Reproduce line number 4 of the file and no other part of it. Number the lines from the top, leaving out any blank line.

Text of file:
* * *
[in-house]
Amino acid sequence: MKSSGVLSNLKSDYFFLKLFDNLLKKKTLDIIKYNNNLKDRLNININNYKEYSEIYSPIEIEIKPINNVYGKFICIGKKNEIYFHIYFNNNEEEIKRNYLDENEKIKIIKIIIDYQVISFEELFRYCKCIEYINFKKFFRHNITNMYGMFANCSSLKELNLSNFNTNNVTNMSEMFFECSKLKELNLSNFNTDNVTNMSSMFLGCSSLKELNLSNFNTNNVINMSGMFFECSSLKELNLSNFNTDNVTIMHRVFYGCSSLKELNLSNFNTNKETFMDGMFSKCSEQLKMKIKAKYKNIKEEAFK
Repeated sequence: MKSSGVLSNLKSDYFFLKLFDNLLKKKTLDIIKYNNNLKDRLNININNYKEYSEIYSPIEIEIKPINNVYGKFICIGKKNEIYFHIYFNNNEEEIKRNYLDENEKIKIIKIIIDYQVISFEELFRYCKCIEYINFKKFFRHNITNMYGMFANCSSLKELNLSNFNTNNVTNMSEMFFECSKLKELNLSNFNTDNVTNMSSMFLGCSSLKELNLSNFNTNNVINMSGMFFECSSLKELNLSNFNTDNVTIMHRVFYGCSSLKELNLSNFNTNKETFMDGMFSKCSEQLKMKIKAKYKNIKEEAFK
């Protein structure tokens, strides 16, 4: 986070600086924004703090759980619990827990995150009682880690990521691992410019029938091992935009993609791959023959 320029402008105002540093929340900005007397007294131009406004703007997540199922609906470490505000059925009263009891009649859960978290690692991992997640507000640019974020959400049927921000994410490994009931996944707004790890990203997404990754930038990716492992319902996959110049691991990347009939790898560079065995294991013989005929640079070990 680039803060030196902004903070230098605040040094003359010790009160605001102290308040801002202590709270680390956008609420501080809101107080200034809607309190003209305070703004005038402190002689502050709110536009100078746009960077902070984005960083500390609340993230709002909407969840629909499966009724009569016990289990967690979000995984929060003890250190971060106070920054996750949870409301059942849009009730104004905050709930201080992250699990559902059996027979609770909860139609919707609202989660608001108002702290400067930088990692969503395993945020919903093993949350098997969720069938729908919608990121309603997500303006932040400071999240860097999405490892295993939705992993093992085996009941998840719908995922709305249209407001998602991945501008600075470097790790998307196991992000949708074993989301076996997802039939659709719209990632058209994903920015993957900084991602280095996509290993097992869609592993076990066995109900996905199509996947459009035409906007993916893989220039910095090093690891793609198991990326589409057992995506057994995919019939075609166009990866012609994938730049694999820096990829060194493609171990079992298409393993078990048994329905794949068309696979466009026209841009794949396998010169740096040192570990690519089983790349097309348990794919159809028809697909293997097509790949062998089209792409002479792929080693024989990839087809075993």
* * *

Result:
């Protein structure tokens, strides 16, 4: 986070600086924004703090759980619990827990995150009682880690990521691992410019029938091992935009993609791959023959 320029402008105002540093929340900005007397007294131009406004703007997540199922609906470490505000059925009263009891009649859960978290690692991992997640507000640019974020959400049927921000994410490994009931996944707004790890990203997404990754930038990716492992319902996959110049691991990347009939790898560079065995294991013989005929640079070990 680039803060030196902004903070230098605040040094003359010790009160605001102290308040801002202590709270680390956008609420501080809101107080200034809607309190003209305070703004005038402190002689502050709110536009100078746009960077902070984005960083500390609340993230709002909407969840629909499966009724009569016990289990967690979000995984929060003890250190971060106070920054996750949870409301059942849009009730104004905050709930201080992250699990559902059996027979609770909860139609919707609202989660608001108002702290400067930088990692969503395993945020919903093993949350098997969720069938729908919608990121309603997500303006932040400071999240860097999405490892295993939705992993093992085996009941998840719908995922709305249209407001998602991945501008600075470097790790998307196991992000949708074993989301076996997802039939659709719209990632058209994903920015993957900084991602280095996509290993097992869609592993076990066995109900996905199509996947459009035409906007993916893989220039910095090093690891793609198991990326589409057992995506057994995919019939075609166009990866012609994938730049694999820096990829060194493609171990079992298409393993078990048994329905794949068309696979466009026209841009794949396998010169740096040192570990690519089983790349097309348990794919159809028809697909293997097509790949062998089209792409002479792929080693024989990839087809075993």